1950s-1960s

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History First Fire Station 

It was in February, 1951, that a decision was made to building a fire station east of Sepulveda. Heavy rains had washed out large sections of Liberty Village, and although political and financial considerations slowed the progress of this development, Station Number Two was constructed in December, 1954 at a total cost of $36,000. The location was Manhattan Beach Boulevard and Rowell (1400 Manhattan Beach Boulevard). The station still stands at this location, and is currently manned by a single Paramedic Engine company, referred to as Engine 22, with three firefighter/paramedics that protect the east side of our city. This engine also provides the majority of our mutual and automatic aid. In addition, this engine participates in the many strike teams sent to fight the large forest fires we’ve all seen over the years. This station was dedicated to Rothwell Swain, our Chief at the time, in honor of his service and dedication to the department and citizens of Manhattan Beach.

History Figrefighter teamDuring the 1950’s, we had 21 regular full time firefighters, and 15 volunteers. This period was the end of our heavy dependency upon volunteer firefighters. Ironically, it was in 1951 that our 17 firefighters and 10 volunteers fought a fire that destroyed the Manhattan Hardware. This was, as you remember, the original home of our fire department, and as such carried special significance. It was also in 1951 that our department celebrated a very special honor; the most calls ever run in a single 24 hour shift, eight calls. During this time, the typical firefighter work week was 72 hours: 24 hours on, 24 hours off, with one day off every six shifts.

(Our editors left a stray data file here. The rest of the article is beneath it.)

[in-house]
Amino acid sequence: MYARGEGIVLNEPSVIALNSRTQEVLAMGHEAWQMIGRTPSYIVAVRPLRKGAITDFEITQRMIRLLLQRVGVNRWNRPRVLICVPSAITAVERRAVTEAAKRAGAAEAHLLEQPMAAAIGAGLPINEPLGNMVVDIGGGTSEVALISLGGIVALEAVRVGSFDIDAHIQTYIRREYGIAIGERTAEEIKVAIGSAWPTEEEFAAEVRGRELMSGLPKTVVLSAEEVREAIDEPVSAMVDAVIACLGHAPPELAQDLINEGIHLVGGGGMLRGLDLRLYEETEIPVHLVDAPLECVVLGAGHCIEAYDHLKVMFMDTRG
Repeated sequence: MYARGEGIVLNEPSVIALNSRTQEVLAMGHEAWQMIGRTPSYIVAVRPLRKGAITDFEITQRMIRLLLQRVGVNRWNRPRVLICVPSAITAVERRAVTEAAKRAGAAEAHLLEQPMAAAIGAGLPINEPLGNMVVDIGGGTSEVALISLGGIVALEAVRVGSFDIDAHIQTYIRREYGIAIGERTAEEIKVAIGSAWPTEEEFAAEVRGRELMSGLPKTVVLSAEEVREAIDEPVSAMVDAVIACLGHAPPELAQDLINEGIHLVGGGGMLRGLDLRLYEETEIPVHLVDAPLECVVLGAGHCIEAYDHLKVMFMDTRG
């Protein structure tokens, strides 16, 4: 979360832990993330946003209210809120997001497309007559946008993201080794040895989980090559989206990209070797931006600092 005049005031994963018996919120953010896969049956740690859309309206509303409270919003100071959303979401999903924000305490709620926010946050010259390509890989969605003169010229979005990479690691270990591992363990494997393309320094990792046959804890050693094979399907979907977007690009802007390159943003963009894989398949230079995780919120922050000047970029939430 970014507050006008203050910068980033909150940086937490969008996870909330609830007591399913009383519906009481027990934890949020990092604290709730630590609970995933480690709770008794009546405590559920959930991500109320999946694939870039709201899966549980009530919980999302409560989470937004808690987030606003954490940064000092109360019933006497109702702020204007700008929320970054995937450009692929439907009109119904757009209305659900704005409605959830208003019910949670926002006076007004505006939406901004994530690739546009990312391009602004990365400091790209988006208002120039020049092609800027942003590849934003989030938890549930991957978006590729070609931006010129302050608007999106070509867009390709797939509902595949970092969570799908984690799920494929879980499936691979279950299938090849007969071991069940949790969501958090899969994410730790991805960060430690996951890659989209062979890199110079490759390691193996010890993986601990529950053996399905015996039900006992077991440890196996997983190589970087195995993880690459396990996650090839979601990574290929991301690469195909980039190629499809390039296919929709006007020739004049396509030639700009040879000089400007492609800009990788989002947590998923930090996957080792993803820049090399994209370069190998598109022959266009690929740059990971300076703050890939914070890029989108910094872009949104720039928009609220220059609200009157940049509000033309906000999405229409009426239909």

By 1961, we had a total of 38 personnel. These included the Chief, Battalion Chiefs, Captains, engineers, firefighters, volunteers and reserves. Our department had gained statewide recognition as one of the most efficient departments for its size. The science of firefighting was maturing rapidly, and the advances in training and equipment became increasing apparent in our ability to handle larger and more demanding fires and rescues.
 Old Seagrave Engine Front View

It was during the 1960’s that an organization formed by our city firefighters, the Manhattan Beach Firemen’s League, fought for and achieved a more equitable work schedule. Although the League’s original request to reduce the hours worked per week to 63 failed initially, it was finally authorized in August, 1969. This work week has since been reduced to 56 hours per week, and our firefighters currently work a 48 hour shift on, with 96 hours off. This schedule repeats itself throughout the year through the use of three shifts. A, B and C shift take turns manning our stations so that service is available each day of the year.

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